Sunday, May 01, 2005

Haze mourned

May 01, 2005
Hasil Adkins mourned
  • Family, friends, performers remember rockabilly legend

  • By Rick Steelhammer
    Staff writer

    DANVILLE — His straw cowboy hat perched atop a slate-gray coffin that matched the leaden Boone County skies overhead, backwoods music legend Hasil Adkins made his last public appearance here Saturday as he was rolled out of Handley Funeral home and lifted into a hearse.

    Adkins, 68, who developed a small but devoted global following for his hard-driving rockabilly rhythms, mournful blues and lonesome country ballads, died Tuesday at his Bull Creek home.

    In a career spanning five decades, Adkins wrote more than 5,000 songs, made countless recordings, and performed at venues from Chicago to New York. While his energetic, gritty, heartfelt and unpolished style attracted fans worldwide, it did not find a home with a mainstream recording label, perhaps because it was too raw and too hard to classify.

    “No one else sounds like Hasil,” said Ron Thomas Smith of Richmond, Va., who attended Adkins’ funeral and was helping the performer produce a “Possum Hollow Boogie” DVD featuring concert footage and scenes at Adkins’ trailer.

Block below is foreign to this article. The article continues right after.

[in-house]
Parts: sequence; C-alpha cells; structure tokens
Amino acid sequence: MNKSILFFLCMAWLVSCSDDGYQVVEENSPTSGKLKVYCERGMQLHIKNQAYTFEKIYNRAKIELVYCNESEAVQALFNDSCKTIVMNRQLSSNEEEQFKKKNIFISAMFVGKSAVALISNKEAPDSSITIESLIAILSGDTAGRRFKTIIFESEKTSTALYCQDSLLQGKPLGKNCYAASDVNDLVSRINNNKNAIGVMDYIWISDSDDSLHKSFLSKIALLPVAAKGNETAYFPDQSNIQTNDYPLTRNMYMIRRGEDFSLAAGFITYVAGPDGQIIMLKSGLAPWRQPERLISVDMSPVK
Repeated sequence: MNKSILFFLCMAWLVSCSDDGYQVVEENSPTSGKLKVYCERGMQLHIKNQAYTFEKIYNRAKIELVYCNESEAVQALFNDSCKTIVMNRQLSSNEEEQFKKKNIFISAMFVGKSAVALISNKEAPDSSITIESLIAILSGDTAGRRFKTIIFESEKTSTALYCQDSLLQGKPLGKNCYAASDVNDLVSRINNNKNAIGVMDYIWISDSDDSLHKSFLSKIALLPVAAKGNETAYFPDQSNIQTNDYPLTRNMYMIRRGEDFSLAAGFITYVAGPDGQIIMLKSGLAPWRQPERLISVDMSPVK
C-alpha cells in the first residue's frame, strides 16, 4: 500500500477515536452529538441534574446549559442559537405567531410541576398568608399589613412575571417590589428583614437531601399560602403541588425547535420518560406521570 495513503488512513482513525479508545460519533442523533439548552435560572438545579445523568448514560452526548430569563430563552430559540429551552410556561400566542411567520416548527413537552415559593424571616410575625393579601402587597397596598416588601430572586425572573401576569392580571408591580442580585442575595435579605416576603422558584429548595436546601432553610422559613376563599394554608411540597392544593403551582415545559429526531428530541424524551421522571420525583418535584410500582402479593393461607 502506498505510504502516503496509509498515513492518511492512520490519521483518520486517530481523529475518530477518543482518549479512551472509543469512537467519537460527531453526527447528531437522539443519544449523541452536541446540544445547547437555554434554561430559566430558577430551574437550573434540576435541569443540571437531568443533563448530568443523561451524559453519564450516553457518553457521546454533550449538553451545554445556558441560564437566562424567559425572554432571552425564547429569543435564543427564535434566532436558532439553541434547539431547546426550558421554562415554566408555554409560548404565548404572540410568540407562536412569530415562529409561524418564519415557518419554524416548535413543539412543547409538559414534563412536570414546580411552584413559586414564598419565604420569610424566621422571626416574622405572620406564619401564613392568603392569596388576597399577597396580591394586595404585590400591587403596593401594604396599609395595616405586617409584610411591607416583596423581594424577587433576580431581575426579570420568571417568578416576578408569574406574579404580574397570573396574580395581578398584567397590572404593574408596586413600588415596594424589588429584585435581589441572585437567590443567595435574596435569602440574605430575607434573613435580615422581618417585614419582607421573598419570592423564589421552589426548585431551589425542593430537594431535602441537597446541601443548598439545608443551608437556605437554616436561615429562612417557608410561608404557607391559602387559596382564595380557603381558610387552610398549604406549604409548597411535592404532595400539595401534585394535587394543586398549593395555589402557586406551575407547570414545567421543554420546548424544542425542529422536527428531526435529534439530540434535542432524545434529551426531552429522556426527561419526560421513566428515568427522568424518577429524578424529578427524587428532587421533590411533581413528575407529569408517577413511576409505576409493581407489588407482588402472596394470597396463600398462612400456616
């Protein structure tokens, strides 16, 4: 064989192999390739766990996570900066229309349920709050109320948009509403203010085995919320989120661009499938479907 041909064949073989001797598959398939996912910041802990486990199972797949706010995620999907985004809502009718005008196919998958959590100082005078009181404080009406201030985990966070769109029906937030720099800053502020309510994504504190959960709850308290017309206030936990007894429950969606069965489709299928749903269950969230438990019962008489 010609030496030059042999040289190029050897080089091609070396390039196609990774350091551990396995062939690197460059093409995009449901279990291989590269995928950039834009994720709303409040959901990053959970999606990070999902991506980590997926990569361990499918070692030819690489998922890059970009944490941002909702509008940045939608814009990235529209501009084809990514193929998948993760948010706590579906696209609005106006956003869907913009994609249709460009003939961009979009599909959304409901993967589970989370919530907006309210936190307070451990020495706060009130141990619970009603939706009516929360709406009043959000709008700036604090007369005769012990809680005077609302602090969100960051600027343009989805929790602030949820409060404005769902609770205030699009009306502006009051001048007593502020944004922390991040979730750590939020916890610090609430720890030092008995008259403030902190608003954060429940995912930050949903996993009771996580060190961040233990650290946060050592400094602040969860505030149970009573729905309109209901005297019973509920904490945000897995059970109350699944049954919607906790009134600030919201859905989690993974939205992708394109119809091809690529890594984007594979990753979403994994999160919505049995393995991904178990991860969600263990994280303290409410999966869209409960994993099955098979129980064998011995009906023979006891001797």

“He never sang a song the same way twice, and he had the ability to make up songs — good songs — right on the spot. I remember a show he did in Chapel Hill, when he sang a song called ‘Blues in the Morning’ that I liked and asked him about. He said, ‘oh, did you like it? Then I’ll have to try to remember it.’”

    Cooper and Smith said Hank Williams III had planned to record with Adkins in June. A song in Williams’ current tour lineup mentions Adkins, and contains the lyric, “Hasil’s up in his holler hunchin’ them Boone County Blues.”

    “Words cannot describe how much Hasil’s style has influenced my own career,” Williams said in a message posted on his Web site on Saturday. “My heartfelt sympathy goes out to his family, friends and fellow fans. Boone County has lost a true legend.”

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